In spite of Donald Trump’s January 24 executive order inviting TransCanada Corporation to reapply for permission to build the Keystone XL pipeline, there are three good reasons to think the pipeline may never be built, DeSmog Canada reported last week.
“U.S. approval, while a great leap forward for TransCanada, doesn’t guarantee the Keystone XL pipeline will ever be built,” DeSmog reports, citing economics, landowners, and environment and climate concerns as the three barriers still standing in the project’s path.
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Under the heading of economics, DeSmog cites Enbridge CEO Al Monaco’s recent statement that Canada will only need two more pipelines, including the recently-approved Line 3 pipeline expansion, to meet foreseeable demand through the middle of next decade. Other analysts agree, pointing to the huge financial gambles associated with long-term pipeline contracts and the recent decisions by several international fossil companies to abandon their tar sands/oil sands projects.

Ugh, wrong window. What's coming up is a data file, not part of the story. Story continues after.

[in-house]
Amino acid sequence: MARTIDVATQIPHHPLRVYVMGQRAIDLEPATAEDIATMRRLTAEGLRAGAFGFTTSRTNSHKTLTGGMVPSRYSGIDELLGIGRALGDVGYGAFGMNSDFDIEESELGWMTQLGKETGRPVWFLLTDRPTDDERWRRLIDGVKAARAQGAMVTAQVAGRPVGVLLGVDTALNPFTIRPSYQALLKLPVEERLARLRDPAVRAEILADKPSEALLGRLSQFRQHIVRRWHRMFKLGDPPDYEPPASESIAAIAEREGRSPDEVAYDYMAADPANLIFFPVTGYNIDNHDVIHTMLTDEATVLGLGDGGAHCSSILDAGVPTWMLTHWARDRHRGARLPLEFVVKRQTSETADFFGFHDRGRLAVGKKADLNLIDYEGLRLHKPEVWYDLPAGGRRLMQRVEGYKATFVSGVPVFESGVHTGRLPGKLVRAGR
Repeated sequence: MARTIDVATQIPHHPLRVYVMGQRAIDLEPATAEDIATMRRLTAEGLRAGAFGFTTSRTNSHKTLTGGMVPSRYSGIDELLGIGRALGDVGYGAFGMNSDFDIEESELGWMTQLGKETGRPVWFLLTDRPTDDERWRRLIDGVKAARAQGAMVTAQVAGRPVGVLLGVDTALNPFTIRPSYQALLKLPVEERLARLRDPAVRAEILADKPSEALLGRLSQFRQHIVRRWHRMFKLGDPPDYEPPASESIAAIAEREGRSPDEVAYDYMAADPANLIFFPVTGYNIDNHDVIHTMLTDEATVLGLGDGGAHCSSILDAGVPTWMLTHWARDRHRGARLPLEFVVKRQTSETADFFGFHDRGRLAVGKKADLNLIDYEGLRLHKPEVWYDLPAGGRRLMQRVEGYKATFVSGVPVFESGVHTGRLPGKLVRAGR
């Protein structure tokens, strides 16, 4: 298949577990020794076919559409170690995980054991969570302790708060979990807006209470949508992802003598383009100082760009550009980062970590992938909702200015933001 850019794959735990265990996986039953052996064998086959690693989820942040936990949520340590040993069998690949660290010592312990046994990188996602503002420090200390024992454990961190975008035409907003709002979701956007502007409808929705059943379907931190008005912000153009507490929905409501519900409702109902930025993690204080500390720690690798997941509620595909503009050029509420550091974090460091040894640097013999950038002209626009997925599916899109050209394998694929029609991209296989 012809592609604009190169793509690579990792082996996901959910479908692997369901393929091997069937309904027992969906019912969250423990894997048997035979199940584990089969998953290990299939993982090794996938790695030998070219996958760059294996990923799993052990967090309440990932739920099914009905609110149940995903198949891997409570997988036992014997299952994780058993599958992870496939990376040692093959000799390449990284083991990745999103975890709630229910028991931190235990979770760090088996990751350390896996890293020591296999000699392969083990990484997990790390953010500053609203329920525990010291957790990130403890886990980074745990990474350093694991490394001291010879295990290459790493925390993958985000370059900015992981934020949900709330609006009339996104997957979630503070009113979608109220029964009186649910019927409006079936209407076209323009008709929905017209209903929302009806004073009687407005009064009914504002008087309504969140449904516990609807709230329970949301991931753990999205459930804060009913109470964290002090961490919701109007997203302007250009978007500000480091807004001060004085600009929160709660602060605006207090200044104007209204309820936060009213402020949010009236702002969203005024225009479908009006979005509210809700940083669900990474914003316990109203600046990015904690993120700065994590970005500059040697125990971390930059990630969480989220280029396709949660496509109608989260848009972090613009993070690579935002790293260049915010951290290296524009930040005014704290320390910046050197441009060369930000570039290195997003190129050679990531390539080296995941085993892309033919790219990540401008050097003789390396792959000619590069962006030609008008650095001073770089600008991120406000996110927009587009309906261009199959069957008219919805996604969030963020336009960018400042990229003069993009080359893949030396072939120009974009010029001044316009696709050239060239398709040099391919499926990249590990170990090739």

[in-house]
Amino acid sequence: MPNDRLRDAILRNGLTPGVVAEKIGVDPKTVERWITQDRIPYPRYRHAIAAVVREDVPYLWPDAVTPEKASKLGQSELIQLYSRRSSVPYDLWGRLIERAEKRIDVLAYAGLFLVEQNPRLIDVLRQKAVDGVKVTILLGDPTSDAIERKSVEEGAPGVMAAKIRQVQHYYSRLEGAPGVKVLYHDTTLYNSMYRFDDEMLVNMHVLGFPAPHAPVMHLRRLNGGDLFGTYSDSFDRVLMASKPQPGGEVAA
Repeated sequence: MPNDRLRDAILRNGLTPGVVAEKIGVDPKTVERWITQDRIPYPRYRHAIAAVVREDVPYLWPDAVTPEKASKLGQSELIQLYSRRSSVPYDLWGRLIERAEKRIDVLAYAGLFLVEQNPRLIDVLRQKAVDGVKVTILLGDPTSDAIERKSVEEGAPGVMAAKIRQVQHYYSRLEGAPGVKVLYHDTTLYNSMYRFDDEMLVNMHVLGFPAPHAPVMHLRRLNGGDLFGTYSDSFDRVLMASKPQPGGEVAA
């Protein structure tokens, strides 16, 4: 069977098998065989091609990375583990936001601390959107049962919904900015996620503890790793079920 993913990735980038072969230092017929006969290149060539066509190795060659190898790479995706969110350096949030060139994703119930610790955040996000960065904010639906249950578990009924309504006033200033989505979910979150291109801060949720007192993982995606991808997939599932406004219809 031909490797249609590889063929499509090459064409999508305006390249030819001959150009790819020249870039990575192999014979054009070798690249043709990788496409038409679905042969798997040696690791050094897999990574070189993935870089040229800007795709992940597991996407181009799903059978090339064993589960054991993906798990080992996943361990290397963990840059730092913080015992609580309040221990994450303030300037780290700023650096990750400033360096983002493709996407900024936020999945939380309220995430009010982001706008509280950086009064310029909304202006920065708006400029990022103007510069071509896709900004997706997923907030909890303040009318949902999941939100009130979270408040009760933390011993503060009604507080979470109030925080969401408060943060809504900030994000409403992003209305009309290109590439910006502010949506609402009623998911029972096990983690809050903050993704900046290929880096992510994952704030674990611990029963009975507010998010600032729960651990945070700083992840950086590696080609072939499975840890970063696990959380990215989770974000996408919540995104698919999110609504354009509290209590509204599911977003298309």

“There will be no more greenfield projects if the price of oil stays at what it is,” said unconventional fuels specialist David Hughes, formerly with the Geological Survey of Canada.
“The economic case is not there for the three pipelines,” agreed North American climate mitigation lead Amin Asadollahi of the International Institute for Sustainable Development. “Should the massive expansion happen, I don’t think the financial benefits for the sector…would be there.”
First Peoples and non-Indigenous landowners are also gearing up to fight Keystone 2.0 in the courts, just as they did in the first round, DeSmog reports.
“In 2015, over 100 Nebraska landowners sued TransCanada over the proposed use of eminent domain; the company eventually withdrew from the case and its plans for eminent domain, but it appears such conflicts will reignite with the federal approval,” DeSmog notes. “Landowners have already started to meet to plot out how to resist the pipeline.”
Hughes and Greenpeace Canada energy and climate campaigner Keith Stewart also point to the prospect that another 830,000 barrels per day of tar sands/oil sands production to feed Keystone would drive Alberta above its legislated, 100-megatonne emissions cap—which could ultimately lead to court challenges.
“We’re actually looking at a variety of ways to put pressure—including possible legal challenges—on companies that are basing their business model on the failure of the Paris agreement,” Stewart said. “If you’re telling your investors, ‘We’ll make money because the world will not act on climate change’, are you actually engaging politically to try to produce that outcome? Are you lobbying against climate policy?”